Goldman Sachs crushes expectations on earnings and revenue

Goldman Sachs' Q3 surprise

Goldman Sachs on Tuesday reported third-quarter earnings that easily beat on the top and bottom lines, helped by strong gains in trading revenue. Shares spiked more than 1.5 percent in premarket trade.

The investment bank posted quarterly earnings of $4.88 a share on revenue of $8.17 billion, up from $6.86 billion in revenue in the quarter last year. Bottom-line profit surged 58 percent.

Analysts had expected Goldman Sachs to report third-quarter earnings per share of $3.82 on revenue of $7.42 billion, according to a consensus estimate from Thomson Reuters.

Like most of its big Wall Street peers, Goldman also reported a big rise in trading activity that exceeded what were already high expectations. Net revenue from fixed income, currency and commodities trading jumped 34 percent from the third quarter last year to $1.96 billion, while equities trading revenues rose 2 percent to $1.78 billion.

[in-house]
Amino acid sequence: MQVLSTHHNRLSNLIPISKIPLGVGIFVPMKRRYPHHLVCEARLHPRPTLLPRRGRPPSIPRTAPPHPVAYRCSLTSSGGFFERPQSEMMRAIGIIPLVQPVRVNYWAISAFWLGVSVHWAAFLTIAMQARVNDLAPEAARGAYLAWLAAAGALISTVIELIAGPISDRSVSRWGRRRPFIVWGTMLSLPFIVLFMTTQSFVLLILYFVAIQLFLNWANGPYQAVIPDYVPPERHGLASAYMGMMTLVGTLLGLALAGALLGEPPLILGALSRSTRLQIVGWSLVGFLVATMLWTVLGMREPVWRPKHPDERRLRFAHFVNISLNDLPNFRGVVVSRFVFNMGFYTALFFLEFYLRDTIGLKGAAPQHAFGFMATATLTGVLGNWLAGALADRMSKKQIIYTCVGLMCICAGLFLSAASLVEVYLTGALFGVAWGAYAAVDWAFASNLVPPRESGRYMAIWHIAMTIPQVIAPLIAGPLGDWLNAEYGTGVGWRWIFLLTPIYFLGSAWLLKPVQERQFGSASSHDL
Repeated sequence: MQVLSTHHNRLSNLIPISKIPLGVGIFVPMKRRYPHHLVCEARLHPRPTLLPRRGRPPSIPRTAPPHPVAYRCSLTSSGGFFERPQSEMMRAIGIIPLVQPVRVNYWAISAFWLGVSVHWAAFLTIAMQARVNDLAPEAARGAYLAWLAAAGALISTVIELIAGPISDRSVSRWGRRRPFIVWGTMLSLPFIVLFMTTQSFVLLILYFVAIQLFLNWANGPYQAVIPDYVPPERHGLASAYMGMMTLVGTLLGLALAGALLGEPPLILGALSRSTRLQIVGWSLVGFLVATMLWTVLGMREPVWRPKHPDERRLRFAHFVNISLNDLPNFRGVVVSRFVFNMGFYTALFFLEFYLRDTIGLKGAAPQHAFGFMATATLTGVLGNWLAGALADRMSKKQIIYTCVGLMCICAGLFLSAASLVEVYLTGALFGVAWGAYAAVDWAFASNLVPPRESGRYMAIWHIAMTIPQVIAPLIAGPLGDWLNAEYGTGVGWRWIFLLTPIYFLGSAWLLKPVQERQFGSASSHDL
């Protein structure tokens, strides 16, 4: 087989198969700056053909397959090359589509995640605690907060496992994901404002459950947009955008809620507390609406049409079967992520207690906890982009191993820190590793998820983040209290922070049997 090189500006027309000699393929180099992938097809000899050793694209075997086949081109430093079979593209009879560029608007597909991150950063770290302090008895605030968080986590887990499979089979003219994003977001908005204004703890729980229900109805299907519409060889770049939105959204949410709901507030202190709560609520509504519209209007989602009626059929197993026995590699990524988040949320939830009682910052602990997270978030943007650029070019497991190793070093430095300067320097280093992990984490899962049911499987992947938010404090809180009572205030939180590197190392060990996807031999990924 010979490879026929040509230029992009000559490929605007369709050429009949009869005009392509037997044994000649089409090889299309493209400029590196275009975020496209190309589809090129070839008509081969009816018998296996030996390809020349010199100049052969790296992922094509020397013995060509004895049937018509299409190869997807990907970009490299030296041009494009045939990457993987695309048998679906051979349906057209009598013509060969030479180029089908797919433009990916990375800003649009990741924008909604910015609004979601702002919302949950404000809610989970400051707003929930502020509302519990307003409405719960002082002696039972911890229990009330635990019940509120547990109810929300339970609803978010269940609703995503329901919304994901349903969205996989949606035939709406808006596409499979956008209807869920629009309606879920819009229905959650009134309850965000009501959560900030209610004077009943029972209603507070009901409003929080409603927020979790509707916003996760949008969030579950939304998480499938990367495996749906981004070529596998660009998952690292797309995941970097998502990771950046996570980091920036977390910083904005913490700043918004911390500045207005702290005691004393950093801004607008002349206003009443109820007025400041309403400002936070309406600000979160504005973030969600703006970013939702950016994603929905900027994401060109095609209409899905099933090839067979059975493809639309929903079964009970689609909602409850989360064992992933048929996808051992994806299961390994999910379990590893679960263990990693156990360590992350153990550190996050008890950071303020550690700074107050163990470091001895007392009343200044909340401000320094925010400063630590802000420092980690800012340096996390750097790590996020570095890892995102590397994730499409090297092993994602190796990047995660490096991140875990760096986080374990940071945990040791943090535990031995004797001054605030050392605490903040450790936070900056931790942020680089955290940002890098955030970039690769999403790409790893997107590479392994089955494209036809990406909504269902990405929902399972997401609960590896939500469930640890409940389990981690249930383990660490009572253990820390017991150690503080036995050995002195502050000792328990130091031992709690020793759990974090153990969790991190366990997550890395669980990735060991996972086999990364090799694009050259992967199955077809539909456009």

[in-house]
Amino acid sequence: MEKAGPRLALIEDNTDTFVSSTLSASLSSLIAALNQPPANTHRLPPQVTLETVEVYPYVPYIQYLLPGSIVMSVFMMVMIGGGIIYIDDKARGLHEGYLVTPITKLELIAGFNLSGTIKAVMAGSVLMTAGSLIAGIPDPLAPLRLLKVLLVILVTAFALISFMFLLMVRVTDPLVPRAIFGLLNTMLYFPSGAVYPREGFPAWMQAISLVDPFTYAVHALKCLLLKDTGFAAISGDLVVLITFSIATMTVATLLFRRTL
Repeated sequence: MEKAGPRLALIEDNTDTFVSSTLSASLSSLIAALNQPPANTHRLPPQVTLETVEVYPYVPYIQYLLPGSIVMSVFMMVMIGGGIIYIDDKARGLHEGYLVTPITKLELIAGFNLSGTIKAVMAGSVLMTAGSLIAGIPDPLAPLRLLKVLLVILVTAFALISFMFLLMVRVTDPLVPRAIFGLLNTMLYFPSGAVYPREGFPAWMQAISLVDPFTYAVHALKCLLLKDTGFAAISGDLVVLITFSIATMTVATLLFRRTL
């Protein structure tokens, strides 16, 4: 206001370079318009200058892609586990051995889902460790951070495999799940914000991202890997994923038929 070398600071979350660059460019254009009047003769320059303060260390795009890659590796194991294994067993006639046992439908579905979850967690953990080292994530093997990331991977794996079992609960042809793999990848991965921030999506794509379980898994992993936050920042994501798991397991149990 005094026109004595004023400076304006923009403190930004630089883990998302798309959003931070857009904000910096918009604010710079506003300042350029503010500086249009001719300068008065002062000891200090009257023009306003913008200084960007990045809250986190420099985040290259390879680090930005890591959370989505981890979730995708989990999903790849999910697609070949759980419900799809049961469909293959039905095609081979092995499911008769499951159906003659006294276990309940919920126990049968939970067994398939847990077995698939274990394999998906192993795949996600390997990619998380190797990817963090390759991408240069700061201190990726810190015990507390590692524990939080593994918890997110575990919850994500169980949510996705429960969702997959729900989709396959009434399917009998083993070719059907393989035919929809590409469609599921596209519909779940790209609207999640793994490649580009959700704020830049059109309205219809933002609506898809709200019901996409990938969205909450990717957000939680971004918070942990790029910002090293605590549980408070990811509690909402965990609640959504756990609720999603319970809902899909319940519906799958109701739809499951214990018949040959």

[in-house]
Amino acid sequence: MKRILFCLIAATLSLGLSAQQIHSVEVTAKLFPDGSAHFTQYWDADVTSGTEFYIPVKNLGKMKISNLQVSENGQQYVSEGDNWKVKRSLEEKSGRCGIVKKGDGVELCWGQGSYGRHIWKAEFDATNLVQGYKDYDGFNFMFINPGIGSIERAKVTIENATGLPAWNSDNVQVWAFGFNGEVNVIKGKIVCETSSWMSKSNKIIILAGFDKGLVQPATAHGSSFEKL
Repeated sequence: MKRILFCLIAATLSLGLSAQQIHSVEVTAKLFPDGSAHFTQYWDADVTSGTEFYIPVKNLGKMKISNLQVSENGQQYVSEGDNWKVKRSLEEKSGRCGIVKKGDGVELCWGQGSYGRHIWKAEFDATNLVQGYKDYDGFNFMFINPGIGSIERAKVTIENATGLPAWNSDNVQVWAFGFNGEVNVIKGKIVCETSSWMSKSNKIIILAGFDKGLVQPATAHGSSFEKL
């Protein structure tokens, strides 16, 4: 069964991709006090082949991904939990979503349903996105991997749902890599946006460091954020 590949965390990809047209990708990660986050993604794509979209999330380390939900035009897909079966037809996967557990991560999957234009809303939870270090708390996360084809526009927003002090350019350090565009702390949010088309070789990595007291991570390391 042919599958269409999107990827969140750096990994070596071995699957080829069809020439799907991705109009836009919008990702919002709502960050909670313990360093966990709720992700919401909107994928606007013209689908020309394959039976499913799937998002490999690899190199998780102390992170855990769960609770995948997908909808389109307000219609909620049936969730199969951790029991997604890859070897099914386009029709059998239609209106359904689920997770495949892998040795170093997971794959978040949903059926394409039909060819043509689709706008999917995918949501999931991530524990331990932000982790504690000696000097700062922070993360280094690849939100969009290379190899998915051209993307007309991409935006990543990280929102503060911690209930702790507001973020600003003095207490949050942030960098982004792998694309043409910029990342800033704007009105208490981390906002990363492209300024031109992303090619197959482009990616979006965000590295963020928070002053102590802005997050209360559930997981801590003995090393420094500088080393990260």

Stronger trading revenue also helped JPMorgan Chase, Citigroup and Bank of America report better-than-expected earnings for the third quarter.

Goldman posted return on equity of 11.2 percent, clearing the 10 percent bar for cost of capital.

"We saw solid performance across the franchise that helped counter typical seasonal weakness," Chairman and CEO Lloyd C. Blankfein said in the earnings release. "We continue to manage our balance sheet conservatively and are benefiting from the breadth of our offerings to clients."

The bank also ranked first in worldwide announced and completed mergers and acquisitions for the year, Goldman said in the release, citing Thomson Reuters.

"We are seeing the markets rebound in transaction levels, and that is positive for these money center banks," Vining Sparks analyst Marty Mosby said on CNBC's "Squawk Box."

Over the last three months, financials themselves are the second-best performers in the S&P 500. But the sector has struggled for during 2016 with moderate economic growth, lowered expectations for a Federal Reserve rate hike and one of the worst starts to a year for the U.S. stock market.